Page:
6. Paul's letters also witness to the ministry of women in his churches.
  • The purpose of 1 Corinthians 11 is to continue the equality of the spirit for wives to prophesy in public worship without shaming their husbands culturally. The veil is the solution. Women will be able to prophesy to men and women in the Spirit if they will veil their heads so as not to culturally dishonor their husbands while being in unusual proximity to other men and their wives (in a house church).
  • So the goal is to free up women to minister spiritually despite the husband-headship of the culture.
  • Paul seems to call Junia an apostle in Romans 16:7, indicating that Jesus appeared to her and her husband in an apostolic resurrection appearance and commissioned them both to go as witnesses to the resurrection. Some later manuscripts tried to change her name to a male name likely because the idea of a female apostle made them uncomfortable.
  • Phoebe (Rom. 16:1) is a deacon (diakonos) of the church at Cenchraea. In my opinion, these diakonoi were the closest parallel to what we call a minister in a local church today.
  • Priscilla is again mentioned first in Romans 16:3 as Paul's co-worker and as host of a church in her house, probably implying that she is an elder of that church or collection of churches.
  • Euodia and Syntyche were coworkers of Paul at Philippi alongside male coworkers like Clement (Phil. 4:2-3). Other female workers are mentioned (Mary in Rom. 16:6; Tryphena and Tryphosa in Rom. 16:12; he singles out Persis as a hard worker in the Lord in Rom. 16:12).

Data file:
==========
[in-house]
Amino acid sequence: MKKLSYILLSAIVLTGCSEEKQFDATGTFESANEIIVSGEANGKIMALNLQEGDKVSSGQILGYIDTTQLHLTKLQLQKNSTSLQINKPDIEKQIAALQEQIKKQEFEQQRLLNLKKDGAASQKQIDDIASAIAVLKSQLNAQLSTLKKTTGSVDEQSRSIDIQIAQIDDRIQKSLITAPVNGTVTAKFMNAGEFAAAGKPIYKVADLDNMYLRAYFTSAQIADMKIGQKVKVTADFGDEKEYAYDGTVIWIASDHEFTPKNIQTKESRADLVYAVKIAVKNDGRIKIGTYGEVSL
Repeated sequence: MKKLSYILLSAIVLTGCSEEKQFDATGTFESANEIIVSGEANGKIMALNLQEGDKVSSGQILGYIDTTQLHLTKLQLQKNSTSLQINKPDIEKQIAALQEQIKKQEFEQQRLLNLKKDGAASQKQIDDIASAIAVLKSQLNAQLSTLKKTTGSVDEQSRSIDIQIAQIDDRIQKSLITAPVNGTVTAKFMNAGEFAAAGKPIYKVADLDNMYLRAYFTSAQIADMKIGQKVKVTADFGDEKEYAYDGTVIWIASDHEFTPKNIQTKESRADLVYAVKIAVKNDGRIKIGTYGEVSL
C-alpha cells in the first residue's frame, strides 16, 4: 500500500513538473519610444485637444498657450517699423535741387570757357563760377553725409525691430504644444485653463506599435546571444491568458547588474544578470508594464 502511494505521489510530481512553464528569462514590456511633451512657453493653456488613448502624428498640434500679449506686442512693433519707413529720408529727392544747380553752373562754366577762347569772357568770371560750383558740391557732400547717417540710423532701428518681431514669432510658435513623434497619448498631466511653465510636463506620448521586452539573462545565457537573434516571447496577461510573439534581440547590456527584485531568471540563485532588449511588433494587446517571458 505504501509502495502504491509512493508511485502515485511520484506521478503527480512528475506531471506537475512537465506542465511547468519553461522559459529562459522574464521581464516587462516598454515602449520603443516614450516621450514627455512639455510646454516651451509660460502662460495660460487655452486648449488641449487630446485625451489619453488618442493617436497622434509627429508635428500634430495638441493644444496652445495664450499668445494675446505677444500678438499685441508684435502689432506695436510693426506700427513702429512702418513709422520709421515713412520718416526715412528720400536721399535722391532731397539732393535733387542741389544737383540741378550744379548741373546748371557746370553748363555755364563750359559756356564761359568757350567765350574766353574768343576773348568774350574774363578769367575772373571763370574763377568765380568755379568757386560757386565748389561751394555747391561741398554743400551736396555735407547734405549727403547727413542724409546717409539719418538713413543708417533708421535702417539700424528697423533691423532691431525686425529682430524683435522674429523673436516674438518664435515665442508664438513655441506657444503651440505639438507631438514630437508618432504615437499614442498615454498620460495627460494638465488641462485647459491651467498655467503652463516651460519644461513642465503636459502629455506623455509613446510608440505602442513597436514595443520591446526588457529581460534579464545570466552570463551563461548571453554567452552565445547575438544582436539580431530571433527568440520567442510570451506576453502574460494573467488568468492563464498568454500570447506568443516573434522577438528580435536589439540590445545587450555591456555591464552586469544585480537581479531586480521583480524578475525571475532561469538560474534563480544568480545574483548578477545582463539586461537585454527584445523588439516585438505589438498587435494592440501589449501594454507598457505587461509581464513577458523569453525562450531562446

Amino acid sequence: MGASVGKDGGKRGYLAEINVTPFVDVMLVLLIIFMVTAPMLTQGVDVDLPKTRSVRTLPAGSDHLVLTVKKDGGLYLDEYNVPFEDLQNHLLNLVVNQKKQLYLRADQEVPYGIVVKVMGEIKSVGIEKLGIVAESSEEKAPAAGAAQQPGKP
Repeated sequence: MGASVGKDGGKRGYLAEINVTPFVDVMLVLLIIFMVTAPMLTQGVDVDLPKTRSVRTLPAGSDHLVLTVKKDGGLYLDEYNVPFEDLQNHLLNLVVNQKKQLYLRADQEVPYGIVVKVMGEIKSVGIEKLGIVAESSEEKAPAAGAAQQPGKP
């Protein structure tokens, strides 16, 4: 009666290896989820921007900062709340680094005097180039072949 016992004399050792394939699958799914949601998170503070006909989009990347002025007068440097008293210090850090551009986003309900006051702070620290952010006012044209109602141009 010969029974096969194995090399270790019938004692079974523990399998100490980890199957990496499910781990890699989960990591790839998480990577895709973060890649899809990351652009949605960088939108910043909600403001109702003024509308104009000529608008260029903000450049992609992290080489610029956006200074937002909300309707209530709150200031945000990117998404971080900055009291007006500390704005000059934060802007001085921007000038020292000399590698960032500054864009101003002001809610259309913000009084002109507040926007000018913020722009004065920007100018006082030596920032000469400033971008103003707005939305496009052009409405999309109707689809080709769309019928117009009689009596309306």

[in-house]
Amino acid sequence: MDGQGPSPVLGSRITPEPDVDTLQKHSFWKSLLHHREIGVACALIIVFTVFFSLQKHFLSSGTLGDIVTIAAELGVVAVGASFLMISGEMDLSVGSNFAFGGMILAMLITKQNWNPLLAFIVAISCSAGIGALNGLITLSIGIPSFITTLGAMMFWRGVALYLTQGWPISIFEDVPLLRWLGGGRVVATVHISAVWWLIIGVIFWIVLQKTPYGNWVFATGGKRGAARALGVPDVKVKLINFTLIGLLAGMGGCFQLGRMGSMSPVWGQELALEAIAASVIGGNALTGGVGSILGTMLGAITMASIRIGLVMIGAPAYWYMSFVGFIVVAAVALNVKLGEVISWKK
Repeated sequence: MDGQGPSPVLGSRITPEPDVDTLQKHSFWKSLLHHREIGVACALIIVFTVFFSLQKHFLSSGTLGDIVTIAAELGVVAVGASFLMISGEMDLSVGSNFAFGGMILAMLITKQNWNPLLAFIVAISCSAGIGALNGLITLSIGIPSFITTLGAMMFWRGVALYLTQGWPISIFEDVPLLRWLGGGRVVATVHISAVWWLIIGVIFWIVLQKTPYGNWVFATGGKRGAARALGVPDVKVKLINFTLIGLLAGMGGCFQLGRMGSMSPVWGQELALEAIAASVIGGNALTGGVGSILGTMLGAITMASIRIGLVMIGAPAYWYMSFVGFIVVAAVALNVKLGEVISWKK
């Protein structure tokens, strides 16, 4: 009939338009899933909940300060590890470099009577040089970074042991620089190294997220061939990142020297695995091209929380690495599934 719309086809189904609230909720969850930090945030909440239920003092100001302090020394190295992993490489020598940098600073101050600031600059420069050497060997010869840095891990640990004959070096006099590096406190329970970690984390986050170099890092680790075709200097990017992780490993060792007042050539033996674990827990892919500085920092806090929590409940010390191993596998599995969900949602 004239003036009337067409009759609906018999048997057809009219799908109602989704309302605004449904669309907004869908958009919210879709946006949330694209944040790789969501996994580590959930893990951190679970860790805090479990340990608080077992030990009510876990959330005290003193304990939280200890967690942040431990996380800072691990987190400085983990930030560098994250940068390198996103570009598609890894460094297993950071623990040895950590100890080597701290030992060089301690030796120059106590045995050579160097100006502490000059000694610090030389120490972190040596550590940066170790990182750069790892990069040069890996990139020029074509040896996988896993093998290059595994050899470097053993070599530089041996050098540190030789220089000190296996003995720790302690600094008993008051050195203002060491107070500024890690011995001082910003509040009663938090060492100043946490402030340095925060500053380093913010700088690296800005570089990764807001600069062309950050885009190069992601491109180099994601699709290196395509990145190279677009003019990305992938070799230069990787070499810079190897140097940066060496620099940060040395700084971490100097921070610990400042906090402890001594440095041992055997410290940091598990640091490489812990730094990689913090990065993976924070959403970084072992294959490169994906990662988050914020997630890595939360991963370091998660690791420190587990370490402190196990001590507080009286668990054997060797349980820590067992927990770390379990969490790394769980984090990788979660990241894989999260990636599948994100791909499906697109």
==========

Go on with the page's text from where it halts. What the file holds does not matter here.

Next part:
• Paul mentions a church at Colossae that met in the house of a women named Nympha (Col. 4:15), making her the host and likely an elder in relation to those churches.
  • None of these passages make any point that these women only ministered to other women or that they were carefully subordinated to male lead pastors or that they only ministered under the direction of their husbands.
7. The curse is undone by the redemption of Christ.
  • Theologically speaking, if the subordination of women was a consequence of the Fall, then the redemption of Christ implies the re-equification of women in relation to men and their husbands.
  • Jesus points to such an equification of women in the kingdom when he says in Mark 12:25 that women will not "be given in marriage" in the kingdom. Since we live in a culture today that is open to such equality, contextualization suggests we should enact it now, even within marriage.
  • The idea that someone has to make the final decision seems like an excuse, especially if mutual submission is going on (Eph. 5:21). (By the way, the word submit is not actually present in the Greek of 5:22).